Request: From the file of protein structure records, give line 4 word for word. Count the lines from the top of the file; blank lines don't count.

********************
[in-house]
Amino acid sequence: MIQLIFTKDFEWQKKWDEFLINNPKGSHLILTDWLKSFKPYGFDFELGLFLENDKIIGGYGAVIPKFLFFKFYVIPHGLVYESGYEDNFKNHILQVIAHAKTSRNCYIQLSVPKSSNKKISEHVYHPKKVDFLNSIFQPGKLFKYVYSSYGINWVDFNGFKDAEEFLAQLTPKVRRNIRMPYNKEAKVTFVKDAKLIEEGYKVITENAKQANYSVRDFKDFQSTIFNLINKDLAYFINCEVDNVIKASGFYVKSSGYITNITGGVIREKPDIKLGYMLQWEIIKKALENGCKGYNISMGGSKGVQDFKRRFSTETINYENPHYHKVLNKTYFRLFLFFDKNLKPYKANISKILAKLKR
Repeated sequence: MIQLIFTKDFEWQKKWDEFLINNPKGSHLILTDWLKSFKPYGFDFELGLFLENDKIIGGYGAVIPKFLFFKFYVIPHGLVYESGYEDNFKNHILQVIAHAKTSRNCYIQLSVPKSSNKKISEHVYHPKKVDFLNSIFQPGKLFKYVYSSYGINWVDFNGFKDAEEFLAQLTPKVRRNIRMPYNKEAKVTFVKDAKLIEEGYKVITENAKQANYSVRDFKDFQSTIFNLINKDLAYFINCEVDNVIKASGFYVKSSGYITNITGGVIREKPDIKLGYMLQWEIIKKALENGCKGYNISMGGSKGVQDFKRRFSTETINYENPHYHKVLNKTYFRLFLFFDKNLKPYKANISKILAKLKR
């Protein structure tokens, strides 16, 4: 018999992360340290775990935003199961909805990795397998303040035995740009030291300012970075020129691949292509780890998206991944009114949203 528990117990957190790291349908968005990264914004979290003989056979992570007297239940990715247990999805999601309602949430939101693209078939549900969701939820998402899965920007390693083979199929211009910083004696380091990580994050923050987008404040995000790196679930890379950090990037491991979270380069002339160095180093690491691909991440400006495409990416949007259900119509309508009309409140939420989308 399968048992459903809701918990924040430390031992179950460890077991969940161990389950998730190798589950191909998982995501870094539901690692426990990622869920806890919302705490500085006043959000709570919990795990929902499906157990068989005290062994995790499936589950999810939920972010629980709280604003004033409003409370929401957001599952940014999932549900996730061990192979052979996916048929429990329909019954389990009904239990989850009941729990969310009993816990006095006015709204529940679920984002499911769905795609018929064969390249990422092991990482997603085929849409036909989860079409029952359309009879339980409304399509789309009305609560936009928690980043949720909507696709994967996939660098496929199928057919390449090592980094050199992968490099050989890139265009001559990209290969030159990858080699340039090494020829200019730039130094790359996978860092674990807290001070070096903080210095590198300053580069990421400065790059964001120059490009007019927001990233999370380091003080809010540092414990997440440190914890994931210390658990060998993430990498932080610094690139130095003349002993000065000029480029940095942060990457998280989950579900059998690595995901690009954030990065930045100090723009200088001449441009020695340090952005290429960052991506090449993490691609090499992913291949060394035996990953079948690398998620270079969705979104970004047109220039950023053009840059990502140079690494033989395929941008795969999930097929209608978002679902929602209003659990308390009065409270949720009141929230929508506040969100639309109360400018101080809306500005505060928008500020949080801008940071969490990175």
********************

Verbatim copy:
């Protein structure tokens, strides 16, 4: 018999992360340290775990935003199961909805990795397998303040035995740009030291300012970075020129691949292509780890998206991944009114949203 528990117990957190790291349908968005990264914004979290003989056979992570007297239940990715247990999805999601309602949430939101693209078939549900969701939820998402899965920007390693083979199929211009910083004696380091990580994050923050987008404040995000790196679930890379950090990037491991979270380069002339160095180093690491691909991440400006495409990416949007259900119509309508009309409140939420989308 399968048992459903809701918990924040430390031992179950460890077991969940161990389950998730190798589950191909998982995501870094539901690692426990990622869920806890919302705490500085006043959000709570919990795990929902499906157990068989005290062994995790499936589950999810939920972010629980709280604003004033409003409370929401957001599952940014999932549900996730061990192979052979996916048929429990329909019954389990009904239990989850009941729990969310009993816990006095006015709204529940679920984002499911769905795609018929064969390249990422092991990482997603085929849409036909989860079409029952359309009879339980409304399509789309009305609560936009928690980043949720909507696709994967996939660098496929199928057919390449090592980094050199992968490099050989890139265009001559990209290969030159990858080699340039090494020829200019730039130094790359996978860092674990807290001070070096903080210095590198300053580069990421400065790059964001120059490009007019927001990233999370380091003080809010540092414990997440440190914890994931210390658990060998993430990498932080610094690139130095003349002993000065000029480029940095942060990457998280989950579900059998690595995901690009954030990065930045100090723009200088001449441009020695340090952005290429960052991506090449993490691609090499992913291949060394035996990953079948690398998620270079969705979104970004047109220039950023053009840059990502140079690494033989395929941008795969999930097929209608978002679902929602209003659990308390009065409270949720009141929230929508506040969100639309109360400018101080809306500005505060928008500020949080801008940071969490990175």